According to The Weekly Times ($), the Victorian Farmers Federation has changed its stance on the fitting of operator protective devices (OPDs) to quad bikes at point of sale. Instead they want farmers to fit their own OPDs. The reason given for this change is reported as being

“… due to concerns many quad bike brands would no longer be available if manufacturers were forced to fit them.”

Login or subscribe to SafetyAtWorkBlog to continue reading.

The failure of Leadership on sexual harassment

A picture not of Josh Bornstein. This is Male Champions of Change CEO Annika Freyer in the AFR’s online article

If prominent Australian lawyer, Josh Bornstein does not like something, it’s worth looking more closely at it. Last week on Twitter, Bornstein scoffed at the suggestion that occupational health and safety (OHS) could be a new approach to preventing sexual harassment in the workplace. He tweeted:

“To all those clamouring to support the idea that sexual harassment should be treated as an OHS issue, I have a simple message: Wrong Way, Go Back”

The OHS and sexual harassment nexus appeared primarily in response to a couple of articles (paywalled) in the Australian Financial Review (AFR) based on a leaked report from the Male Champions for Change (MCOC) organisation. Although the report is not publicly released for another couple of weeks, MCOC (hopefully not pronounced My Cock), proposes consideration of applying OHS laws and principles to sexual harassment.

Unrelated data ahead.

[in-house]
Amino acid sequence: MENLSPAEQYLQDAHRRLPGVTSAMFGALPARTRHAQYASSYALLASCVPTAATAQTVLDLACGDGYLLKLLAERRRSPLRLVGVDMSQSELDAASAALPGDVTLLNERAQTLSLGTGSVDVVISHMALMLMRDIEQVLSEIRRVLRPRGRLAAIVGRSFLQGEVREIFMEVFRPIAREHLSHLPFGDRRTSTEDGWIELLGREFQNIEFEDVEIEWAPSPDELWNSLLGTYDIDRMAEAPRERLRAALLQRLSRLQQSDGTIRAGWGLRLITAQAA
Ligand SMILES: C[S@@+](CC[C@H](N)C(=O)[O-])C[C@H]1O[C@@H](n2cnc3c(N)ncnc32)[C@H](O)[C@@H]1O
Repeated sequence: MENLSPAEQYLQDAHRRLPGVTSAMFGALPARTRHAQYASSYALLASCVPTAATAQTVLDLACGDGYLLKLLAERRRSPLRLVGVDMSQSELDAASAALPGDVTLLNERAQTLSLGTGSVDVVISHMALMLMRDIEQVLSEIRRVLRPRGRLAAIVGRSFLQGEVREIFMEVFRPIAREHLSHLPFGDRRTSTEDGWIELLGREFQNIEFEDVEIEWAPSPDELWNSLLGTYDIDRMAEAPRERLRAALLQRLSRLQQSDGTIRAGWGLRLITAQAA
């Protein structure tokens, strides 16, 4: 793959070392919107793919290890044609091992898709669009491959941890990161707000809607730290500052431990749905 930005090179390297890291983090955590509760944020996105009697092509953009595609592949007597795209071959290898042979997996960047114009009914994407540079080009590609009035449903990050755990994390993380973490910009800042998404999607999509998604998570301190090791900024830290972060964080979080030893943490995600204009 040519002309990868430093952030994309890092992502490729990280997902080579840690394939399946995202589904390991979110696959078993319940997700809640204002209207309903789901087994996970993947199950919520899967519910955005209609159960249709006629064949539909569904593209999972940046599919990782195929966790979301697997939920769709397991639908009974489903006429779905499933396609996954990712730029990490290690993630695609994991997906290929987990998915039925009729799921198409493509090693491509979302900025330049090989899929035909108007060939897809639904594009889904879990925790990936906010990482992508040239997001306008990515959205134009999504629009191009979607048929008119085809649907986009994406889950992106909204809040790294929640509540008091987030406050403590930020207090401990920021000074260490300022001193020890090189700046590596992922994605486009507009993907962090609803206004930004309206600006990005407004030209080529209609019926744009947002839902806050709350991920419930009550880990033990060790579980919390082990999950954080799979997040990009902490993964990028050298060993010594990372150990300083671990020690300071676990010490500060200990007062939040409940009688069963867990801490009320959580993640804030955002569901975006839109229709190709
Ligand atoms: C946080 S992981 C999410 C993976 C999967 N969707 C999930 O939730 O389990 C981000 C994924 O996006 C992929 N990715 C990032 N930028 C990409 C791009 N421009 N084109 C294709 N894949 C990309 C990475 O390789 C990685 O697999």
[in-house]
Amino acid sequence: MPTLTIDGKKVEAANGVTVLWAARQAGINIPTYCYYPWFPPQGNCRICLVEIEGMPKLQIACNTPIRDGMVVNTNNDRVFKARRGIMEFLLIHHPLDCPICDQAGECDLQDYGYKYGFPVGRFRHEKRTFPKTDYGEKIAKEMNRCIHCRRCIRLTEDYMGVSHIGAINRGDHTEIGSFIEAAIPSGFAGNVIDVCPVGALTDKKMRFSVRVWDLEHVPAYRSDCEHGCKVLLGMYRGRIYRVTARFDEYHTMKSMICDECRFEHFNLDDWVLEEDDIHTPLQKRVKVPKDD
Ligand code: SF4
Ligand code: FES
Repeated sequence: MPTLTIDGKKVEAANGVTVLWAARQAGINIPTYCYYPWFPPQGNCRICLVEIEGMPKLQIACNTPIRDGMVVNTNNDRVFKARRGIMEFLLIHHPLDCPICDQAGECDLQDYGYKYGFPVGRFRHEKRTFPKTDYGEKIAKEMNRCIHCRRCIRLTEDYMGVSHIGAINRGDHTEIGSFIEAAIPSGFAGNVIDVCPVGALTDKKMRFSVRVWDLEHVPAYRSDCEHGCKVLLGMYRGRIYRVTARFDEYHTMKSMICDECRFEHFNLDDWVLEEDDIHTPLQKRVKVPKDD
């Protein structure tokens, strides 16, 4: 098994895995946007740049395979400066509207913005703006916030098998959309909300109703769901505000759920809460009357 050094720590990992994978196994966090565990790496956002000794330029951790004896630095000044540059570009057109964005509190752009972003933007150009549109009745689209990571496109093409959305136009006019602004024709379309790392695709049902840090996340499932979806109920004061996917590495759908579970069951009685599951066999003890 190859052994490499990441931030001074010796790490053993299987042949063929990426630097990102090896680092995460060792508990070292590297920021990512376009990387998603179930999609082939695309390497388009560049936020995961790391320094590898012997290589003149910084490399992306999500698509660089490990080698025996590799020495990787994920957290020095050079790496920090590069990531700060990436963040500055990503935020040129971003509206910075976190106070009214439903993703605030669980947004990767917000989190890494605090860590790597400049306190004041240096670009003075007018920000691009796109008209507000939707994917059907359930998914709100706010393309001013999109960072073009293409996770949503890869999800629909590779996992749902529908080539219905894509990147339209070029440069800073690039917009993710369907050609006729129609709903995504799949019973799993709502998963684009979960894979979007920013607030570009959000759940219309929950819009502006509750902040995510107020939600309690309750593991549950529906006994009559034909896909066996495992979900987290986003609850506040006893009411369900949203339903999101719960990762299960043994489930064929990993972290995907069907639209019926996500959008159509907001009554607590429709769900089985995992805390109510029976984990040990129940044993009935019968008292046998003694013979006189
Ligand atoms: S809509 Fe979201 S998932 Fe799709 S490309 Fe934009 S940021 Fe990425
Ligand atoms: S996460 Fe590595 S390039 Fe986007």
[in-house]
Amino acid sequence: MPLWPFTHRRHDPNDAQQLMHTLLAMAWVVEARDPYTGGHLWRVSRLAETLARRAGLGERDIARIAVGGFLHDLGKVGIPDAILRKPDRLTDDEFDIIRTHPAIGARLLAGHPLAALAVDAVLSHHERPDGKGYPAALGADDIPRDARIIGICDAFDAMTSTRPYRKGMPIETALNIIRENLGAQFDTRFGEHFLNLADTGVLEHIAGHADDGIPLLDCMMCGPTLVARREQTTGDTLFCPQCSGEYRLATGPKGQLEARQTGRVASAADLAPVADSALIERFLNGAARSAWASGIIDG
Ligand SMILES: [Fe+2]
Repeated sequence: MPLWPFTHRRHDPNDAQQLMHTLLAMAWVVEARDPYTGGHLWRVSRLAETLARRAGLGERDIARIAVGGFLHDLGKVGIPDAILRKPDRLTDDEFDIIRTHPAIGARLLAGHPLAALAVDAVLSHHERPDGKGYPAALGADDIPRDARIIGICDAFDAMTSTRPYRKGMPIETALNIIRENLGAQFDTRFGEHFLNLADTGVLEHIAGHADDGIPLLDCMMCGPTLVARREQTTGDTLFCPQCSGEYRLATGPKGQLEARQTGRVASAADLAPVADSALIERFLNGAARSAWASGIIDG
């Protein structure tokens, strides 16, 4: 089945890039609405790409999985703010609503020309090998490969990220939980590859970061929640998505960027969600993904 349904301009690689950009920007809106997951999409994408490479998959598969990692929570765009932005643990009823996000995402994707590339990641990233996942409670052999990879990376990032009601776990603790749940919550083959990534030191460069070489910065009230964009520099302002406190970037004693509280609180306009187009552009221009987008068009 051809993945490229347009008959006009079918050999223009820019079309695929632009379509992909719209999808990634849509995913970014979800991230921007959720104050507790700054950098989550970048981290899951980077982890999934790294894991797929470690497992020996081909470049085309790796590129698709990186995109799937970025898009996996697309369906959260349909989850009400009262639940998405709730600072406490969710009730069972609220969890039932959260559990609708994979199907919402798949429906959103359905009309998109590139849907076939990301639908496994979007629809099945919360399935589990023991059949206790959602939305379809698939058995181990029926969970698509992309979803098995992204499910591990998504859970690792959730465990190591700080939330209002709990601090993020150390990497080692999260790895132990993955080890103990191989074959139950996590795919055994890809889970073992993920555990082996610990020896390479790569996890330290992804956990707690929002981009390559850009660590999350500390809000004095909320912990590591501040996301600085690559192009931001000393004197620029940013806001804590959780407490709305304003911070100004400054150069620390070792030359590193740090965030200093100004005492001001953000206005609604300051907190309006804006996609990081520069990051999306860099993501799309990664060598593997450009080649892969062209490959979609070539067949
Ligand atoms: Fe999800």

The full report is likely to discuss the mechanics of this further but the advocacy of OHS is less interesting that the admission that MCOC and other leadership-based approaches to reduction and prevention of workplace sexual harassment have failed.

Login or subscribe to SafetyAtWorkBlog to continue reading.

Tooma on Mental Health – Review

Michael Tooma is probably the most prominent occupational health and safety (OHS) lawyer in Australia. His latest book is, a little pretentiously, called “Michael Tooma on Mental Health“, but it fits with the series of OHS-related publications he has written for Wolters Kluwer. Unusually for a lawyer, there are only two chapters that specifically discuss legislative obligations, and, in many ways, these are the least interesting.


Positive Mental Health

In the Introduction, Tooma goes out of his way to stress the positive benefits of work. He is critical of the current OHS approach to workplace stress writing that we seek a “Goldilocks” application of perfection when this is really subjectively determined by each worker. Tooma challenges this in a major way through the 2012 study by Keller and others:

Login or subscribe to SafetyAtWorkBlog to continue reading.

OHS, organisational culture, sex abuse and the Catholic Church

The discussion of “organisational culture” has tried to remain apolitical or amoral, but it always relies of case studies to illustrate the academic and ephemeral. Largely these studies involve major disasters, but few people work in heavy industry, chemical plants, or offshore oil rigs. Better examples could be sought by looking at other industries, such as the Catholic Church. (I really hope someone is examining this relationship in a PhD)

Login or subscribe to SafetyAtWorkBlog to continue reading.